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Do you experience jaw pain on a regular basis? Have you been told you may have TMJD?

In this post we’re going to lay out the facts, and help you proactively minimize your pain.

What Is TMJD?

TMJD stands for TemporoMandibular Joint Disorder. It’s a condition that can affect anyone at any age. There are numerous causes and it can vary from mild, intermittent discomfort to debilitating symptoms that interfere with your ability to function.

The temporomandibular joint is where two bones, the mandible (jaw) and the temporal bone (part of the skull), meet to form an axis point for mouth movement (chewing, speaking, biting, swallowing, etc.).

Muscles surrounding the joint aid this process. When TMJD strikes, these muscles can become inflamed along with the joint, causing pain or mild discomfort on the side of the head.

What causes TMJD?

Root causes of TMJD can be both mental and physioligical…

  • Stress
  • Caffeine
  • Teeth clenching habits
  • Gum chewing
  • Braces/retainers
  • Trauma
  • Psychological factors
  • Fibromyalgia
  • Birth defects

Stress is often the culprit in TMJD pain as we tend to express our tension in the neck and jaw area. This tension can unwittingly trigger the muscle and joint pain of TMJD, and teeth clenching is one of the more common expressions.

The root causes of TMJD are often interconnected, making it hard to say which specific trigger is causing your TMJD pain. But there are things you can avoid to help prevent onset of an attack.

What to avoid if you have TMJD

One of the best ways you can reduce discomfort of TMJD is to avoid any suspected behaviors that might trigger it, including…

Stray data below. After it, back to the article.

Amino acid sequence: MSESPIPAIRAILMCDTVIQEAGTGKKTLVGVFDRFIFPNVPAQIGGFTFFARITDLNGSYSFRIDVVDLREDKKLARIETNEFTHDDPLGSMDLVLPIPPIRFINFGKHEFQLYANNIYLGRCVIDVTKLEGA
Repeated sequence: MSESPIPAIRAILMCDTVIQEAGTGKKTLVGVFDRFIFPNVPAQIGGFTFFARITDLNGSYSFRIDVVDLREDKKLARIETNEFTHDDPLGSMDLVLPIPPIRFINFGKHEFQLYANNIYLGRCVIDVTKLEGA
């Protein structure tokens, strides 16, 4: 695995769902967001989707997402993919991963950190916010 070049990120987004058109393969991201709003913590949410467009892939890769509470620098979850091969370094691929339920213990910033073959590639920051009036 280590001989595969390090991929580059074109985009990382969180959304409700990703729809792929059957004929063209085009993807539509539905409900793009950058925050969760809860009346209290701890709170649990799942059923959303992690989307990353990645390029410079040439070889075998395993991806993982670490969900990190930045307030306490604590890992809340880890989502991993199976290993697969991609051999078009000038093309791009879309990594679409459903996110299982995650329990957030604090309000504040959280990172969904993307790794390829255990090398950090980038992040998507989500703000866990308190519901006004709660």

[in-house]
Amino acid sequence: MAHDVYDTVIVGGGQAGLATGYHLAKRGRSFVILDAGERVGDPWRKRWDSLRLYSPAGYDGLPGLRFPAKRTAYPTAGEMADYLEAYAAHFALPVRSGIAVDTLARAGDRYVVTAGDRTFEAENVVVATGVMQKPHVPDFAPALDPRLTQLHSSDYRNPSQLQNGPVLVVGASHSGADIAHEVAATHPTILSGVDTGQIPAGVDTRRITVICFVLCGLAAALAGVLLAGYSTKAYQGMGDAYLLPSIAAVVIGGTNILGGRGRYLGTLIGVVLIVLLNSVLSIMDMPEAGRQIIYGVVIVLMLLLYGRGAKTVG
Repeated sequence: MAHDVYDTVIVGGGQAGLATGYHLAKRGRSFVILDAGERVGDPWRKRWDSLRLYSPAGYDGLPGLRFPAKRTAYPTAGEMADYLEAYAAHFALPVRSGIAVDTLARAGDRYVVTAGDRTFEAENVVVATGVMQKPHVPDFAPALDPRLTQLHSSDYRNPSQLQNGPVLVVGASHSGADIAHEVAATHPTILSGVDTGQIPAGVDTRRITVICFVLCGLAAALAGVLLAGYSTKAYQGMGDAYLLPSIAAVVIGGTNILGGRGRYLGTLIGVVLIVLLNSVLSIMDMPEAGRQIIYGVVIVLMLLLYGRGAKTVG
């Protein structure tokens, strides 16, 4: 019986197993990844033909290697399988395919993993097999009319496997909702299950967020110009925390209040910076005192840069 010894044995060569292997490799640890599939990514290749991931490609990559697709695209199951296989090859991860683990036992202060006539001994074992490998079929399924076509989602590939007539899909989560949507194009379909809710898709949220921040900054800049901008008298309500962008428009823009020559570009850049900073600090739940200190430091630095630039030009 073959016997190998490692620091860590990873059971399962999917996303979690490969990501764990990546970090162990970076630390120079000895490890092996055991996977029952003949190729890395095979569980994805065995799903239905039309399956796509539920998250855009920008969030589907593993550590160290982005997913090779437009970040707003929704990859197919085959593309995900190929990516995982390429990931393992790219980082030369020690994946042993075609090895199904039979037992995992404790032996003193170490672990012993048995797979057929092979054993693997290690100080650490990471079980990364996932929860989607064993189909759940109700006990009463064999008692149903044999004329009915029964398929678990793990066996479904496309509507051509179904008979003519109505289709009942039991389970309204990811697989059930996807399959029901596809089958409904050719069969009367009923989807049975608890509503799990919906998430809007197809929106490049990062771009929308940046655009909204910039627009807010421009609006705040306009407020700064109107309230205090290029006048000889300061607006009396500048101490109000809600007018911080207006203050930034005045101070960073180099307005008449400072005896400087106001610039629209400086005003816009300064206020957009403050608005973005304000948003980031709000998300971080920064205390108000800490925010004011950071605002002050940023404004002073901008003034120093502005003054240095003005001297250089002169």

• Gum chewing
  • Eating chewy foods like taffy or steak
  • Taking large bites of food
  • Too much caffeine or other stimulants
  • Letting stress win

Gum chewing, along with certain foods like steak, taffy, or anything overly tough or chewy should be avoided. It’s also important to be mindful when you eat, avoiding taking large bites of food. Try to avoid stress and cut down on caffeine.

What you can do to help with your pain?

If you have done your best to avoid the triggers and still wind up with TMJD attacks, it may be time to consider outside help…

  • Physical therapy
  • Manual therapy – joint mobilization and massage
  • Rocabado 6×6
  • Posture training
  • Cardiovascular endurance for endorphins
  • Stress management/meditation
  • Dietary changes
  • Mouth guards
  • Medication

Along with avoiding things like too much caffeine and gum chewing, there are other things you can do to get relief from the headaches, neck pain, and jaw pain associated with TMJD.

A physical therapist can work with you to create a plan for reducing and managing pain. Dietary changes and mindful eating can reduce trigger. Posture training, massage, stress management, and wearing a mouth guard are also good strategies for preventing pain or at least keeping it to a minimum. In some cases, medication may be prescribed to help manage pain.

A TMJD sufferer we interviewed advises applying a cloth-covered ice pack immediately after the slightest hint of an attack – waiting until the pain reaches climax is not the time to act. In addition, a dose of your favorite over-the-counter pain reliever can minimize or even stop the attack when taken early enough in the cycle.

Advocate for yourself!

Because TMJD is often perceived as more of a nuisance than a real disorder, you may find that you need to advocate for yourself to get the attention you deserve. Be proactive — explore the above tips to reduce symptoms, and enlist the care of your medical providers and physical therapist. Dentists can definitely help, too. Give us a call for advice!

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